The effect of vitamin K1 on the response of 6 healthy volunteers to the anticoagulant, warfarin, was measured. When warfarin (40 mg.) and vitamin K1 (1 mg.) were administered simultaneously, there was a marked variation between individuals in the ability of the vitamin to antagonize the anticoagulant effect. One subject showed no antagonism; two showed complete antagonism; others showed an intermediate response. When vitamin K1 was administered 24 hours prior to warfarin, less variation was noted between individuals. One subject continued to show no antagonism; the others showed an intermediate effect. When vitamin K1 was administered 48 hours after warfarin, at the height of the anticoagulant response, there was a marked variation between individuals in the time required for clotting activity to return to normal. Two subjects appeared to synthesize or release vitamin K-dependent clotting factors rapidly; another subject appeared to synthesize or release it slowly; and others released it at an intermediate rate. These experiments indicate that there is considerable variation in the normal population in response to vitamin K1 and suggest that this variation is due to a number of factors: differences in rates of metabolism or excretion of vitamin K1, differences in receptor site affinity in the liver for vitamin K1, and differences in the rate of synthesis or release of vitamin K-dependent clotting factors.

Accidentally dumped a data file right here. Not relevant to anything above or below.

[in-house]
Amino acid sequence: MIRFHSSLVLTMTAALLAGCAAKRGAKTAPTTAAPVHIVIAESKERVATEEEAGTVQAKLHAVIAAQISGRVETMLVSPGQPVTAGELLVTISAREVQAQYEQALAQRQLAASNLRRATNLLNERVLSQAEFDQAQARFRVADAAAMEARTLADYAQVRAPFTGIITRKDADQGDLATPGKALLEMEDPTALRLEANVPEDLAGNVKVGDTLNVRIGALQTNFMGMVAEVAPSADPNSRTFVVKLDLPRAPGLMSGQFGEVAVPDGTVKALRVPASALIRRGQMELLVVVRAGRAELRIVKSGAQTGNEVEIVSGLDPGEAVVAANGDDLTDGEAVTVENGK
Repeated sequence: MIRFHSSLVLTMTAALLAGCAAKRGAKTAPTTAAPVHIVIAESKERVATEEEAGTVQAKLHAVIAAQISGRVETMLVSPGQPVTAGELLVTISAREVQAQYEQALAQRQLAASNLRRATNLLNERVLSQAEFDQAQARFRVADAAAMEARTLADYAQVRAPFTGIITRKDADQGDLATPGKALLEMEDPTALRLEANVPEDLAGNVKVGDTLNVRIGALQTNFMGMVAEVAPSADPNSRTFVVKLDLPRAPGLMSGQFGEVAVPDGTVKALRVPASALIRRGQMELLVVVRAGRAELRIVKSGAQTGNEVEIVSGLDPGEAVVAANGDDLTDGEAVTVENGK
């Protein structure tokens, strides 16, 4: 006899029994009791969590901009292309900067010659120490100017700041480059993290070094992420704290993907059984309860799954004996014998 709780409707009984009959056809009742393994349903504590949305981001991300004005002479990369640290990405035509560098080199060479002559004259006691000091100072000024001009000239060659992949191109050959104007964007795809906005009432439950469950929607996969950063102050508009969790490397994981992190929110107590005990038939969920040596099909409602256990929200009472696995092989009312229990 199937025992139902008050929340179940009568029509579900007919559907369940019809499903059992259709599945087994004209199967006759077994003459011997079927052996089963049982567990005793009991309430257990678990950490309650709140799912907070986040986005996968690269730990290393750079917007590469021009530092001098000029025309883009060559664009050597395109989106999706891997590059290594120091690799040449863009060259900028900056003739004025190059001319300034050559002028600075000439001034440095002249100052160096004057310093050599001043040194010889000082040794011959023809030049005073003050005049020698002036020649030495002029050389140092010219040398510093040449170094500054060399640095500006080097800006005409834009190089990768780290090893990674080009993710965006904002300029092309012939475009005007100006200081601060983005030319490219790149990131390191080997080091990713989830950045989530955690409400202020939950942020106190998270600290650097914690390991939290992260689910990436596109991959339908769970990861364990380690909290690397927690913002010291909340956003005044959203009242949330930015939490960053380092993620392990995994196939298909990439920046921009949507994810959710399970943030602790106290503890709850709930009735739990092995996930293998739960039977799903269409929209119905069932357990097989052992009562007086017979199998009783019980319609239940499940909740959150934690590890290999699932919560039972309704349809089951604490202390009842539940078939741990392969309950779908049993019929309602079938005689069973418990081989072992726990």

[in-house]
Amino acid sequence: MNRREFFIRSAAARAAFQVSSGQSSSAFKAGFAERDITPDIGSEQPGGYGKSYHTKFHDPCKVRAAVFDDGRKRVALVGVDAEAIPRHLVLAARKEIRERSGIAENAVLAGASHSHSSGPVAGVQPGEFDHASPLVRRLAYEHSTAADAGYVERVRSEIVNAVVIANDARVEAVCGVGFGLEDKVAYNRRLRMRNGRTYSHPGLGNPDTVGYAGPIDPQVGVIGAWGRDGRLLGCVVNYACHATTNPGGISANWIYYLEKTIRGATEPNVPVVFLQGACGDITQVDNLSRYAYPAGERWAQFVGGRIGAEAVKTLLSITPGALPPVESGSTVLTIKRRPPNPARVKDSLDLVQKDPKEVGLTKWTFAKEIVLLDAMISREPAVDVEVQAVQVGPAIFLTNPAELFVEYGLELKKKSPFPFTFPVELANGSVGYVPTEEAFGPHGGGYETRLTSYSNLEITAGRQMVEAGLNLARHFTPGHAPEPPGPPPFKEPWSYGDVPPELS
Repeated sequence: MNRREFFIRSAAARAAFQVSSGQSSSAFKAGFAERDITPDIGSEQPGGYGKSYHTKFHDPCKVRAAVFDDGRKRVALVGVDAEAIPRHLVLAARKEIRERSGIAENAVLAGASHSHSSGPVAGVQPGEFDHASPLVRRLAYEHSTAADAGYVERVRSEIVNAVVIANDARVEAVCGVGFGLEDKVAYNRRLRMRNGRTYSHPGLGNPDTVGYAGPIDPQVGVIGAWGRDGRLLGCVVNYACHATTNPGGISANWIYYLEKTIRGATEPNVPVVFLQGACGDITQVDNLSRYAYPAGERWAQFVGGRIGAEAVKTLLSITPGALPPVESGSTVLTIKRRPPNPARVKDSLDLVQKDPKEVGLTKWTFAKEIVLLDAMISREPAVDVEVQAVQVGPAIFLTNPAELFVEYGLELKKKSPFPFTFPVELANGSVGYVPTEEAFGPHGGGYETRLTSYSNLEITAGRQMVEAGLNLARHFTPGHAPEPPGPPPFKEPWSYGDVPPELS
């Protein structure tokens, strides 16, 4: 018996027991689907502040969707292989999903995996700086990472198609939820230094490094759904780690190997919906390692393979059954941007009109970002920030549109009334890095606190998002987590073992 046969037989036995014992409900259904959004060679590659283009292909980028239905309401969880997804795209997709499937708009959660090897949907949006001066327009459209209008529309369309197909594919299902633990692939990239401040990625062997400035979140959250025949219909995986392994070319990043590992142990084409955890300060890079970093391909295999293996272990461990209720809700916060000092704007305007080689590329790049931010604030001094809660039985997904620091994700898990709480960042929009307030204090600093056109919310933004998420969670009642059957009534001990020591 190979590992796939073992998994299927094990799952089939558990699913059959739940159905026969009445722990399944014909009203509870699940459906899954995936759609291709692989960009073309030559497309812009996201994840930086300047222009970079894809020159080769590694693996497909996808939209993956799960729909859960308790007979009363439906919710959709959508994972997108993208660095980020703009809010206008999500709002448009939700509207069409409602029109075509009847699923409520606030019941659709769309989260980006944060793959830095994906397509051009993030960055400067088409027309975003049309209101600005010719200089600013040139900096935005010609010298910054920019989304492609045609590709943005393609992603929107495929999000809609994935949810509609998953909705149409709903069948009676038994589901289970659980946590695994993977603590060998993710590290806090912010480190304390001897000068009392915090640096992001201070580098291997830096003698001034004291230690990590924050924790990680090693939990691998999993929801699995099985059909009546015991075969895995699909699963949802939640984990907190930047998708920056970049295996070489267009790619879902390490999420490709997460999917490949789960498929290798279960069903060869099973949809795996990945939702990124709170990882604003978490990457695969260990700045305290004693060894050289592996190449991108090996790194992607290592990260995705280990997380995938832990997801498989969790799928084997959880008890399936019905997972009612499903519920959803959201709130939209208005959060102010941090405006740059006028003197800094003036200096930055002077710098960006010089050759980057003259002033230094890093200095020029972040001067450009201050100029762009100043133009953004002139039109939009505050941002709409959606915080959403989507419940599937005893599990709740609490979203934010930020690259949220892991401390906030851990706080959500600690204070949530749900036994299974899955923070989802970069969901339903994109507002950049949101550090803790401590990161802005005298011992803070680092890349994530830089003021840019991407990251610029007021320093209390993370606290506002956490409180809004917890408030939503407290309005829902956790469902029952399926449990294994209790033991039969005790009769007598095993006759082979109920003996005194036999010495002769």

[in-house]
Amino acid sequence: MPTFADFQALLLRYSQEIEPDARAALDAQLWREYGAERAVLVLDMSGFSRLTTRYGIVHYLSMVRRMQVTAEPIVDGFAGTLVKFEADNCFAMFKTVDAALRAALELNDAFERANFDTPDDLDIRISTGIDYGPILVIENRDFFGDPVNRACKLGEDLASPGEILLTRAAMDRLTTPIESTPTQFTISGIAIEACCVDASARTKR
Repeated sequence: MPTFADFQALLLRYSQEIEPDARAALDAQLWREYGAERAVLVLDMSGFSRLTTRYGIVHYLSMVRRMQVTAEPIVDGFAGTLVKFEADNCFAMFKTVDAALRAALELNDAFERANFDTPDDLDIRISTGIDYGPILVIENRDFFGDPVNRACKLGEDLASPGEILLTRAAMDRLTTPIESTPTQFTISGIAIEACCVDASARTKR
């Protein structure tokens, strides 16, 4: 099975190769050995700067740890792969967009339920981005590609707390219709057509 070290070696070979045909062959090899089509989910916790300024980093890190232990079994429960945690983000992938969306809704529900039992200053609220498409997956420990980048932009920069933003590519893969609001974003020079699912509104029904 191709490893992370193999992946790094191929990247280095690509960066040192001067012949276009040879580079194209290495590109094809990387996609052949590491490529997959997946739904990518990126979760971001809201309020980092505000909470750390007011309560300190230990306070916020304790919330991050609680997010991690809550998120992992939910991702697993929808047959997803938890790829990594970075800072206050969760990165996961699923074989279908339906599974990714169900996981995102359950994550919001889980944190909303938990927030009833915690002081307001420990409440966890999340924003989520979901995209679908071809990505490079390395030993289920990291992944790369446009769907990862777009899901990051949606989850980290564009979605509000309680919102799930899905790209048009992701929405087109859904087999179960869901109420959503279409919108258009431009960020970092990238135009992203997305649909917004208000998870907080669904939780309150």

|Original language||English (US)|
|Number of pages||8|
|Journal||The Journal of Laboratory and Clinical Medicine|
|State||Published - Jan 1 1969|
ASJC Scopus subject areas
- Pathology and Forensic Medicine